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Control Th&y

Group

//

DEPARTMENT OF ELECTRICAL ENGINEERING

A MATHEMATICAL MODEL FOR A SPACE VEHICLE

myST BECTCR CWIwL EYSTE

2. Thompson and J. C. Hung

Partially supported by

National

Aeronautics and Space Administration

through Grant NsE351

August 24, 1967

I

Scientific Report No.

15

Control Theory Group

A MATHEMATICAL MODEL FOR A SPACE VEHICLE

THRUST VECTOR CONTROL SYSTEM

Z.

by Thompson and J. C.

Hung

Partially supported by

National Aeronautics and Space Administration

through Grant NsG351

August 24, 1967

Department of

Electrical

Engineering

The University of

Tennessee

ACKNOWLEDGMENT

The research work reported here was partially supported by the

National Aeronautics and Space Administration through Grant NsG351.

This report contains the essence of a thesis submitted to The

University of Tennessee by Zack Thompson for the degree of Master of

Science.

ii

TABLE OF CONTENTS

CHAPTER

I.

INTRODUCTION

11.

TORQUE MOTOR

111.

SERVO VALVE

IV.

LOAD AND REFLECTED LOAD MlNAMICS

V.

DYNAMIC SHAPING NETWORK

VI. SUMMARY

LIST OF REFERENCES

APPEND1CES

A. EXAMPLE

B. ASSUMPTIONS

USED

iii

PAGE

1

12

19

33

43

51

61

65

66

76

\

LIST OF FIGURES

FIGURE

PAGE

1.

Space Booster

2

2, Engine Cluster

4

3. Single Engine Stage

5

4. Torque Motor Armature

and Magnets

5. Side View of Torque Motor

6. Torque Motor Schematic

13

14

15

7.

Complete Block Diagram of

Servo Valve

18

8.

Single Stage Flow Valve

20

9.

Variable

Sharp Edge Orifice

22

10.

Servo Valve Flow Curves

23

11.

Sharp Edge Orifice Curves

24

12.

Four Quadrant Flow Curves

26

13.

Linear Flow Curares

27

14.

Simplified Block Diagram

29

15. Free Body Diagram of

Servo Valve Spool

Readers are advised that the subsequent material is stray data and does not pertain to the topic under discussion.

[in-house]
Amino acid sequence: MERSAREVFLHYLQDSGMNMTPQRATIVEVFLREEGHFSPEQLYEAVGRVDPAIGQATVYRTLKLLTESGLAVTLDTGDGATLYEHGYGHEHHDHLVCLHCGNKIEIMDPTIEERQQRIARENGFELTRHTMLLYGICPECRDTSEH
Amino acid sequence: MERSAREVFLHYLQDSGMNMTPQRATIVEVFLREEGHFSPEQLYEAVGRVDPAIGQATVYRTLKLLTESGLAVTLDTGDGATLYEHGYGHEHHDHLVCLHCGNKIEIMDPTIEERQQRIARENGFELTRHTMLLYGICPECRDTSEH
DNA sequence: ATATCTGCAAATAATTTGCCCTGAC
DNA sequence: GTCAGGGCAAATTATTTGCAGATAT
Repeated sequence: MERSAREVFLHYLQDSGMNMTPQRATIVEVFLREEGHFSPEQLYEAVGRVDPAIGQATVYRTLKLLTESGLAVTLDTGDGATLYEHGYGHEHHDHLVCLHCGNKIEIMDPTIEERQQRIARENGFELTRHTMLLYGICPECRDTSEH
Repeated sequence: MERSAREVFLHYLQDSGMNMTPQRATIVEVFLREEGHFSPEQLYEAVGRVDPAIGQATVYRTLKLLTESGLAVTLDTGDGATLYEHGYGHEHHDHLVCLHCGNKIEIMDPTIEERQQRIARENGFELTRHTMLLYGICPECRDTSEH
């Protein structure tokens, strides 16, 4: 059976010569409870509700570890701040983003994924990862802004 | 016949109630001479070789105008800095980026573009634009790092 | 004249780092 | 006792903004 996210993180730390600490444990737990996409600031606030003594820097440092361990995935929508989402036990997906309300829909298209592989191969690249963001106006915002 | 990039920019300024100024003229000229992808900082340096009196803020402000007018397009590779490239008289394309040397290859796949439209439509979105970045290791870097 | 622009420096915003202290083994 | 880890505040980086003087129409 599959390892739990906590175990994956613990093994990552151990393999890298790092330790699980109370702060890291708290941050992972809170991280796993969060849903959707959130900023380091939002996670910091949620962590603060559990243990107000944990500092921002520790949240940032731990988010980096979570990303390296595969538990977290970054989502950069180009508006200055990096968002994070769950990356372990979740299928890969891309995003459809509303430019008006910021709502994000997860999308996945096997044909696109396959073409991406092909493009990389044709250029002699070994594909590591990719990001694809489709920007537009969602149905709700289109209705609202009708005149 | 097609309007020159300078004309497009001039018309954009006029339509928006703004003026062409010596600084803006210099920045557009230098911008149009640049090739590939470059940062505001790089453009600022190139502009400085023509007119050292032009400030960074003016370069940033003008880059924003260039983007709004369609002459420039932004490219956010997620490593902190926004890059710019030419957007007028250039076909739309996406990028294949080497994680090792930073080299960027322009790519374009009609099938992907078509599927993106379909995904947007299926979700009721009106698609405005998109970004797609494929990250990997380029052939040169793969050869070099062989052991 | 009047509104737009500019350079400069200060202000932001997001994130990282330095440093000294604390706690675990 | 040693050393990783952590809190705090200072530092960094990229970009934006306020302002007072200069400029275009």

31

16.

Servo Valve Block Diagram

 

32

17 a

Actuator and Load

34

18.

Amplitude Response

of

Reflected Load

37

19

Actuator Piston Free Body Diagram

38

20 Actuator Piston

0

Rod Free Body Diagram

21 Engine Free Body Diagram

*

iv

39

40

V

FIGURE

22 .

Shaping Network Schematic

23.

Shaping Network Free Body Diagram

24 .

Frequency Response

of

Network

PAGE

44

45

50

25.

Schematic of Complete T.V.C.

52

26 .

System Frequency Response

53

27 .

System Response with Load Changes

55

28.

Overall System Response

56

29 .

Block Diagram for Analog

Simulations

57

30 .

Response of

System with Pressure Loop Gain Adjustment

58

31.

Analog Runs of

System

59

32.

System Block Diagram

67

33.

Engine Frequency Response

34*

Root Locus Plot

of

Open Loop

35. Expanded Root Locus Plot

of

36. Double Block Diagram

37. Single Block Diagram

38.

Actuator Frequency Response

68

 

70

Load

Dipole

71

 

72

73

74

CHAPTER I

INTRODUCTION

it

In order for man to explore the many challenges

is necessary for both man and

scientific equipment

of

outer space,

to be

transported

to the areas

of

interest.

This

is possible through the combined efforts

and

skills

of the many engineering and other scientific fields.

A large

space booster,

such as that

shown in Figure

1, must contain all the

necessary equipment

mined

destination.

involve a tremendaus

for accurate

control and

guidance

to the predeter-

This

is by no means a simple requirement

and must

amount of

complex equipment.

The equipment will

normally

include more than one onboard computer

on a vast number of vehicle parameters, many of

time.

to solve

the many equations

which are changing with

One of

the more

important closed

loop systems necessary

for

guiding and controlling the space booster

is the thrust vector control

("VC)

system.

The objective of

this subsystem

is to position the thrust

vector

to some commanded position.

The thrust

vector

is the amount of

force generated by an engine,

or a cluster of engines, for the purpose

of

lifting the boost vehicle

and

its pay

load

to its destination.

The

thrust

of an engine is usually held constant regardless of the gimbal

position.

The engines are mounted

to the vehicle

stage through a gimbal

bearing which

is designed to have the engine thrust

pivot

about

the center

of

the

bearing.

If the geometric center

line

of the engine

is varied

1

2

Figure 1.

--

Space booster.

3

about this gimbal center,

it will move with it the actual thrust vector

of

the engine.

It

can be